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Cecilia Chiang 江孫芸 1920-2020

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发表于 1-11-2021 15:48:32 | 显示全部楼层 |阅读模式
Jade Chang, Cecilia Chiang; She escaped war in China and landed in an America that was hungry for a new kind of Asian cuisine. New York Times Magazine, Dec 27, 2020 (an issue entirely dedicated to remembrance to people who died in 2020).
https://www.nytimes.com/interact ... a-chiang-death.html

Note:
(a)
(i) Cecilia Chiang  江孫芸 (Sept 18, 1920 - Oct 28, 2020; born SUN Yun 孫芸; married CHIANG Liang 江梁 in Shanghai, had two children, May and Philip 江一帆. Paul Fleming and Philip Chiang are co-founders of the restaurant chain PF Chang's)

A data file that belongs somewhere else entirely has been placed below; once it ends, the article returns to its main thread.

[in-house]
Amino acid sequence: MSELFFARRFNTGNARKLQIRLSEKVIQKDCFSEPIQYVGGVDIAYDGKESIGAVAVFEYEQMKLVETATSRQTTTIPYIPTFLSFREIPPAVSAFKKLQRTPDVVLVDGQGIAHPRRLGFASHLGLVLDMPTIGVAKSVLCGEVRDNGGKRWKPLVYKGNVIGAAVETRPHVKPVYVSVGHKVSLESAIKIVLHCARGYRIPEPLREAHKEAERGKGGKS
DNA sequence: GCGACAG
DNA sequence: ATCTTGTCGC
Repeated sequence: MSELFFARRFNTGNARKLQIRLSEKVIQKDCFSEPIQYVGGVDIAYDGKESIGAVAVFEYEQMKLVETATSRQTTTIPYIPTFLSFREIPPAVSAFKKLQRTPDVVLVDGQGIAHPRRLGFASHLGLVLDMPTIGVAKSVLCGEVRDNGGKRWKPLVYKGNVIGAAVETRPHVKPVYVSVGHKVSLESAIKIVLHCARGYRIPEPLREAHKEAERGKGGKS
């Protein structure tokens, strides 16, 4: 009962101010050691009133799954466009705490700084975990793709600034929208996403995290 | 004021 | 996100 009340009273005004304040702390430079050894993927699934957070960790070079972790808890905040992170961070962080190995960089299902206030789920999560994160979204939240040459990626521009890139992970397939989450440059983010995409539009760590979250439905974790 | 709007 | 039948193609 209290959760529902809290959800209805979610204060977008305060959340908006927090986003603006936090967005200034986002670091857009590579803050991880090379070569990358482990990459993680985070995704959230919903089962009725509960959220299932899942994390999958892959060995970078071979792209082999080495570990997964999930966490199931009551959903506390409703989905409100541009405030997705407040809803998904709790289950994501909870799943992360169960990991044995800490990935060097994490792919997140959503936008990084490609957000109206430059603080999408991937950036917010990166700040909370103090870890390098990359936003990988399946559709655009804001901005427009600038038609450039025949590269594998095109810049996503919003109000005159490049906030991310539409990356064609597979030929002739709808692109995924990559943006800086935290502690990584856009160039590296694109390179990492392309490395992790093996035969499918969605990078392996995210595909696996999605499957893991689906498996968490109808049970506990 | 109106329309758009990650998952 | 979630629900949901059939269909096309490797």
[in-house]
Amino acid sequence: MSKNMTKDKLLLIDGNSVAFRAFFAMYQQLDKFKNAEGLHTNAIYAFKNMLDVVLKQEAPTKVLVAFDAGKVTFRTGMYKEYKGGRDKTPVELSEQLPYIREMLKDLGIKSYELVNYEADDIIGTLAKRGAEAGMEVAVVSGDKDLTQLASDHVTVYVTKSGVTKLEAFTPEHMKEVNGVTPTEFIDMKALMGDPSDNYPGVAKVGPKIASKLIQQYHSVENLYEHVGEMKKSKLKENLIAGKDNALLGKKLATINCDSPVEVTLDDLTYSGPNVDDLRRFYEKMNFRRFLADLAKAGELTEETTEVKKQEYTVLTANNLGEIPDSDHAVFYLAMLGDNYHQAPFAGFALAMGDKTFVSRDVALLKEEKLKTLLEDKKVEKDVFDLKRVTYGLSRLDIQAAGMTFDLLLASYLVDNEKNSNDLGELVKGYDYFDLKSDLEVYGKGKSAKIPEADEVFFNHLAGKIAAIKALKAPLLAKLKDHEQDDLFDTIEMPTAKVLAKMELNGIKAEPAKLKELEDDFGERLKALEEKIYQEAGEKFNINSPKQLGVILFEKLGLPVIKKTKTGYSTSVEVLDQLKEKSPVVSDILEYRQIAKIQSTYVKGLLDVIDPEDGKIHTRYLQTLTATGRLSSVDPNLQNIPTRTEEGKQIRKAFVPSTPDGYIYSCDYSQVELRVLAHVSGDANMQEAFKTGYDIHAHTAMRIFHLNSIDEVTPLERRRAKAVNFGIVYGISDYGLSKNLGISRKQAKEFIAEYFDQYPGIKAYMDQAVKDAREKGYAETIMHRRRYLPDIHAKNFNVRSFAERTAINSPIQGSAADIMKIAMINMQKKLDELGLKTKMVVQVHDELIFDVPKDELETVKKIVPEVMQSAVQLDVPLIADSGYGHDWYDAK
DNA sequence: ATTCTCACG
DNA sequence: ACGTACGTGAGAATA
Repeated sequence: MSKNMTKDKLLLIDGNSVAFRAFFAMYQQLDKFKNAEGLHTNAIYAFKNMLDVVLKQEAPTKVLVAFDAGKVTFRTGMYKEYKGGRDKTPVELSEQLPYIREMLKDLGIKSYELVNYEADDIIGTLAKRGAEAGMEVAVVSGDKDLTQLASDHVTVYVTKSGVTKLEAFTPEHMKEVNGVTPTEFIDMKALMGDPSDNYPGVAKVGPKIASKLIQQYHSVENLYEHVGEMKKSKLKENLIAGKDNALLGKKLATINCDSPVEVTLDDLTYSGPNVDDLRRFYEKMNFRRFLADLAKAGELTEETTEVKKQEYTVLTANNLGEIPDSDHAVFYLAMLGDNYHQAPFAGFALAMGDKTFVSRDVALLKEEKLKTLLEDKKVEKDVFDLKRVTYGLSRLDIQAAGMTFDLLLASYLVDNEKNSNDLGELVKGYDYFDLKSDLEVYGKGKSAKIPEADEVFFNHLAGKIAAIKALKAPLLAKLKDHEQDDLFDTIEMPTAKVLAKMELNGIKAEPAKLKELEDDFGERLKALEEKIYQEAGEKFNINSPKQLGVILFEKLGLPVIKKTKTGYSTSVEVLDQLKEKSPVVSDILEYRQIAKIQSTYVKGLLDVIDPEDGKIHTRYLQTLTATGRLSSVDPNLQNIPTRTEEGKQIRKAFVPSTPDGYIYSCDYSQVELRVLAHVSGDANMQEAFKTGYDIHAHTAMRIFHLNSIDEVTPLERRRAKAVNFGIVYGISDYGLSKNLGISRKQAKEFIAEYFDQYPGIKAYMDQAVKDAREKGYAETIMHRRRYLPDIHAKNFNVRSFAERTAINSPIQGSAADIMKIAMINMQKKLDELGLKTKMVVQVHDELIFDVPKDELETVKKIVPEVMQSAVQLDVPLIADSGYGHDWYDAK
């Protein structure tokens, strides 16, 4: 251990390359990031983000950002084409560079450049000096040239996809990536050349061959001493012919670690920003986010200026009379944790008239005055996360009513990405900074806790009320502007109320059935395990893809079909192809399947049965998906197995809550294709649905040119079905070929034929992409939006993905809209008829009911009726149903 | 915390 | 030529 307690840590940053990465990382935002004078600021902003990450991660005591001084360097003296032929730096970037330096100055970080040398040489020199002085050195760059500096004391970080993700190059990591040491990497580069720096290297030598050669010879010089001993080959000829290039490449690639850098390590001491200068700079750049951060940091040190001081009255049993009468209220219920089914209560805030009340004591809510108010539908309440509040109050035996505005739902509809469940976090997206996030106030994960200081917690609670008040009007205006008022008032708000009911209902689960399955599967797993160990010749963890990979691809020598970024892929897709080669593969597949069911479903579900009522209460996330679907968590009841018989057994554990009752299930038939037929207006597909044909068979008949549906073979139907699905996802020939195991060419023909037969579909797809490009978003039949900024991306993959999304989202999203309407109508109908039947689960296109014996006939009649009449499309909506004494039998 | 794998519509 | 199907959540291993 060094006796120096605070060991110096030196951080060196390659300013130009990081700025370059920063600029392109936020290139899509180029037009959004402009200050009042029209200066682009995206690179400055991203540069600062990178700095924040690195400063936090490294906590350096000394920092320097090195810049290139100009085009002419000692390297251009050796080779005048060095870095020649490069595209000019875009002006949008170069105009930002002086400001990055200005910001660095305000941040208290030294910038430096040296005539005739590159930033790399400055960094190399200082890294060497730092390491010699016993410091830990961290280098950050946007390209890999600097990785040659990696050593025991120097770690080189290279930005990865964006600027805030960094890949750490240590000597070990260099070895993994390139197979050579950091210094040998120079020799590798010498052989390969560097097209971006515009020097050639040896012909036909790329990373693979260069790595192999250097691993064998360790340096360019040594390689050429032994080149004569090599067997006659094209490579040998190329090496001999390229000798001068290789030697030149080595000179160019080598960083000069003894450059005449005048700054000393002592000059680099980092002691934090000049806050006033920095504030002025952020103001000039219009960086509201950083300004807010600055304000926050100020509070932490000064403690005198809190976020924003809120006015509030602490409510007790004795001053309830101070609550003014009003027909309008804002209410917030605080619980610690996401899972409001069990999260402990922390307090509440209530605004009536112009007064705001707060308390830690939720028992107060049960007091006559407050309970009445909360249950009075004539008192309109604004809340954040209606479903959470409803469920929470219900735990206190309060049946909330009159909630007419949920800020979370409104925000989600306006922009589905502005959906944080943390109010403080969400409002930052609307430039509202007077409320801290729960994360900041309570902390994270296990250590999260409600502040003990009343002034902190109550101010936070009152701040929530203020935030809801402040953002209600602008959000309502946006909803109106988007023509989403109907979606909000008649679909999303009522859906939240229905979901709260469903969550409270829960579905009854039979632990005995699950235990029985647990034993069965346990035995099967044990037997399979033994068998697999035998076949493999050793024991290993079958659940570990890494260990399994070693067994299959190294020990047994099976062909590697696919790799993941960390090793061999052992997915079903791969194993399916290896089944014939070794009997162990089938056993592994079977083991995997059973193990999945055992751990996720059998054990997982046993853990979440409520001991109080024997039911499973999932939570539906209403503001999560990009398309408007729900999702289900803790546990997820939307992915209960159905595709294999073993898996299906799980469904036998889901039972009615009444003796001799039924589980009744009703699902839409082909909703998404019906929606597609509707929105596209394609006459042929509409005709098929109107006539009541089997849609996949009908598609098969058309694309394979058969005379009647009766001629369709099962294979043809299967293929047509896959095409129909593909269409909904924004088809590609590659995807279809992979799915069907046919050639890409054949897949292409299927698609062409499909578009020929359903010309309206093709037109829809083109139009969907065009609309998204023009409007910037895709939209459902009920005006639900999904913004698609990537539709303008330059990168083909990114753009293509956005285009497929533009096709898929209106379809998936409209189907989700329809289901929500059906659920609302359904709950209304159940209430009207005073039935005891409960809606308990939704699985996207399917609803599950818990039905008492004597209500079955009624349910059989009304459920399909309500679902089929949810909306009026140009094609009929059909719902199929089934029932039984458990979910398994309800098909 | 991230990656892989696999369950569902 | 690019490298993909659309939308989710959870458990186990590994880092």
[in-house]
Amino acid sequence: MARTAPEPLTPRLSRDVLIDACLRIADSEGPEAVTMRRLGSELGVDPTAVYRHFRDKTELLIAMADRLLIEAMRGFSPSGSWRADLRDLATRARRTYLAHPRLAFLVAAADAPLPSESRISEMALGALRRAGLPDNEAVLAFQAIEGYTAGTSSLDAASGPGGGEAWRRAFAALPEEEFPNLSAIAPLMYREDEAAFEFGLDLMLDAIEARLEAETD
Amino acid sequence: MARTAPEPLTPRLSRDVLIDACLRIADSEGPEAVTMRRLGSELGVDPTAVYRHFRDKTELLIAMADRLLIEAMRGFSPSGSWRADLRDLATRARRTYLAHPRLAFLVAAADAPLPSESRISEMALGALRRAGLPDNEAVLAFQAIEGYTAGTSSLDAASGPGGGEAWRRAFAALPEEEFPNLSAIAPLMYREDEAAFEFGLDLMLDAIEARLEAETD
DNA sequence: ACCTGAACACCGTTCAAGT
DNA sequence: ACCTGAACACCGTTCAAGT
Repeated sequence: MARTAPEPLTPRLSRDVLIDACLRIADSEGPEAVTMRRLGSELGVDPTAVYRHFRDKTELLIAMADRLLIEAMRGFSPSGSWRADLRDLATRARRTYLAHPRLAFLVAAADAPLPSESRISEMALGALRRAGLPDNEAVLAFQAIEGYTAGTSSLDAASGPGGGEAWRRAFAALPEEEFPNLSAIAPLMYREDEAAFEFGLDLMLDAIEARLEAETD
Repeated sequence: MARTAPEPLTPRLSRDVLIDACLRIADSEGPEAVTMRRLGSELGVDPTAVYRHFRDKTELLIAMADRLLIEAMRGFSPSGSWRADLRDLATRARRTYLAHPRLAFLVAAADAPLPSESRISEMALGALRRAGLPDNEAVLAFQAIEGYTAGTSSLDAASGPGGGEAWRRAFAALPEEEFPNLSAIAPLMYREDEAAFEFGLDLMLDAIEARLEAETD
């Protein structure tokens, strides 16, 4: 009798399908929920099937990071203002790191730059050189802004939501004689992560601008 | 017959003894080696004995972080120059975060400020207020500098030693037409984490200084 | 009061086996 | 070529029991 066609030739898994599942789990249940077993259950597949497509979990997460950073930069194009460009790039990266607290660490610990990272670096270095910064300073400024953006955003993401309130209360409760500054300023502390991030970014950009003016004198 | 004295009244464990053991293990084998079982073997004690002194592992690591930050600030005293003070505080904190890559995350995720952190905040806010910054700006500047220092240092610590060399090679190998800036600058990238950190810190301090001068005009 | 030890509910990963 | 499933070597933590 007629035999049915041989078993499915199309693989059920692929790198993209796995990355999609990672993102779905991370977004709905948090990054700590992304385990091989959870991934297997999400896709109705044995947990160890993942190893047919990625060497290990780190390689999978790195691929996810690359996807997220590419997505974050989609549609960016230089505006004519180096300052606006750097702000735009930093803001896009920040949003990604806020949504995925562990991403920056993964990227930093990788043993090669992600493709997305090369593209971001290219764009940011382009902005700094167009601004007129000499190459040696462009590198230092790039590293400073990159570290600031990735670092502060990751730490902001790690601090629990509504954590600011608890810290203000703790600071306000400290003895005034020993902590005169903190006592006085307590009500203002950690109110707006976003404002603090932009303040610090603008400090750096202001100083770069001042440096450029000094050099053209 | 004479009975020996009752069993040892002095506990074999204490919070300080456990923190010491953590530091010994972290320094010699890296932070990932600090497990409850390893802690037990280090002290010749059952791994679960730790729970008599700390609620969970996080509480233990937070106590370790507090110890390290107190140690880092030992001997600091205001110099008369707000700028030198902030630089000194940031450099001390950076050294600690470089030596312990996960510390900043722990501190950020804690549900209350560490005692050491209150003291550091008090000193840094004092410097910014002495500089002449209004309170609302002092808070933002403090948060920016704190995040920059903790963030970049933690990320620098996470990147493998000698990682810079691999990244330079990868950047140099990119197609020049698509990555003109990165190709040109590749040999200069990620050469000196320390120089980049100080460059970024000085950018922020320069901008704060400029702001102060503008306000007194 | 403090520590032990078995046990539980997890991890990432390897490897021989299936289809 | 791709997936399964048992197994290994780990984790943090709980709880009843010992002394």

https://en.wikipedia.org/wiki/Cecilia_Chiang
(ii) The name "PF Chang's" is derived from those of Paul Fleming (PF) and Philip Chiang (whose surname was simplified to Chang).  en.wikipedia.org for "PF Chang."
(iii) Boston has a PF Chang by Boston Common, but I was unaware of Cecilia Chiang -- perhaps she was a Bay Area personality.
(b) I was most puzzled by the clause in paragraph 1: "for the kind of well-bred girls born to 52-room palaces in Beijing that once housed Ming dynasty officials." She was no Manchu. How could she be born in palaces; and what palaces, after Manchus were overthrown in 1911?

The en.wikipedia.org page above says she was born in Wushi to father Sun Long Guang 孙龙光 and mother Sun Shueh Yun Hui 孙薛云慧. "At the age of four, her family moved to Peking (Beijing), where she was raised in a 52-room, converted Ming-era mansion [not 'palaces'] that occupied an entire block."
(c) This article was not translated into Chinese, in cn.nytimes.com. But her obituary was found in that website. You need not read it, though.

William Grimes, 半個世紀前,她將地道中餐帶到美國. 纽约时报中文网, Oct 29, 2020.
https://cn.nytimes.com/obits/202 ... hiang-dead/zh-hant/